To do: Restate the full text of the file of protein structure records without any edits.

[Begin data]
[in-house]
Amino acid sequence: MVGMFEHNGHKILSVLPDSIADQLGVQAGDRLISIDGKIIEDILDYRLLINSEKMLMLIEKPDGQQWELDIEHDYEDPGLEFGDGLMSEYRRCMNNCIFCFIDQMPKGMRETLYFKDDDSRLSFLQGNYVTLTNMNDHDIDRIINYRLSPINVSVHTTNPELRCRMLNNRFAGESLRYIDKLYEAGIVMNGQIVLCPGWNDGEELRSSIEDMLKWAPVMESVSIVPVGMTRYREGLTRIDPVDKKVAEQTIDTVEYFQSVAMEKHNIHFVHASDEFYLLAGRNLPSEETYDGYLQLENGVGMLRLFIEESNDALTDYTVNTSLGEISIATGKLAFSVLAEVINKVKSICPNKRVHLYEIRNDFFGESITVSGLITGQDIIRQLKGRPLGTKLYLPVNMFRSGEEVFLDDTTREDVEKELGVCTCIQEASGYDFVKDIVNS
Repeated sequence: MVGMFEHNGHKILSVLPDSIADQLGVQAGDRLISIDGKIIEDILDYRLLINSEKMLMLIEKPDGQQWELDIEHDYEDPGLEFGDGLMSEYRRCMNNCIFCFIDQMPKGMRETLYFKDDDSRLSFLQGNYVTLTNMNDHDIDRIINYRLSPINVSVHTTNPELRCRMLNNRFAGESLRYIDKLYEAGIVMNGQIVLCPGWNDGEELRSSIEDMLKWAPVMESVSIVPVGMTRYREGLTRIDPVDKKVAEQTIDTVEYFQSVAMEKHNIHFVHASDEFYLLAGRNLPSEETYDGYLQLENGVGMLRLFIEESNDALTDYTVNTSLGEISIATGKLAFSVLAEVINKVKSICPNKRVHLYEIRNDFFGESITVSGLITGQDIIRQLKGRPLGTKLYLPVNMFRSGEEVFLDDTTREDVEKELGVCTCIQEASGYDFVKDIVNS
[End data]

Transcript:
[in-house]
Amino acid sequence: MVGMFEHNGHKILSVLPDSIADQLGVQAGDRLISIDGKIIEDILDYRLLINSEKMLMLIEKPDGQQWELDIEHDYEDPGLEFGDGLMSEYRRCMNNCIFCFIDQMPKGMRETLYFKDDDSRLSFLQGNYVTLTNMNDHDIDRIINYRLSPINVSVHTTNPELRCRMLNNRFAGESLRYIDKLYEAGIVMNGQIVLCPGWNDGEELRSSIEDMLKWAPVMESVSIVPVGMTRYREGLTRIDPVDKKVAEQTIDTVEYFQSVAMEKHNIHFVHASDEFYLLAGRNLPSEETYDGYLQLENGVGMLRLFIEESNDALTDYTVNTSLGEISIATGKLAFSVLAEVINKVKSICPNKRVHLYEIRNDFFGESITVSGLITGQDIIRQLKGRPLGTKLYLPVNMFRSGEEVFLDDTTREDVEKELGVCTCIQEASGYDFVKDIVNS
Repeated sequence: MVGMFEHNGHKILSVLPDSIADQLGVQAGDRLISIDGKIIEDILDYRLLINSEKMLMLIEKPDGQQWELDIEHDYEDPGLEFGDGLMSEYRRCMNNCIFCFIDQMPKGMRETLYFKDDDSRLSFLQGNYVTLTNMNDHDIDRIINYRLSPINVSVHTTNPELRCRMLNNRFAGESLRYIDKLYEAGIVMNGQIVLCPGWNDGEELRSSIEDMLKWAPVMESVSIVPVGMTRYREGLTRIDPVDKKVAEQTIDTVEYFQSVAMEKHNIHFVHASDEFYLLAGRNLPSEETYDGYLQLENGVGMLRLFIEESNDALTDYTVNTSLGEISIATGKLAFSVLAEVINKVKSICPNKRVHLYEIRNDFFGESITVSGLITGQDIIRQLKGRPLGTKLYLPVNMFRSGEEVFLDDTTREDVEKELGVCTCIQEASGYDFVKDIVNS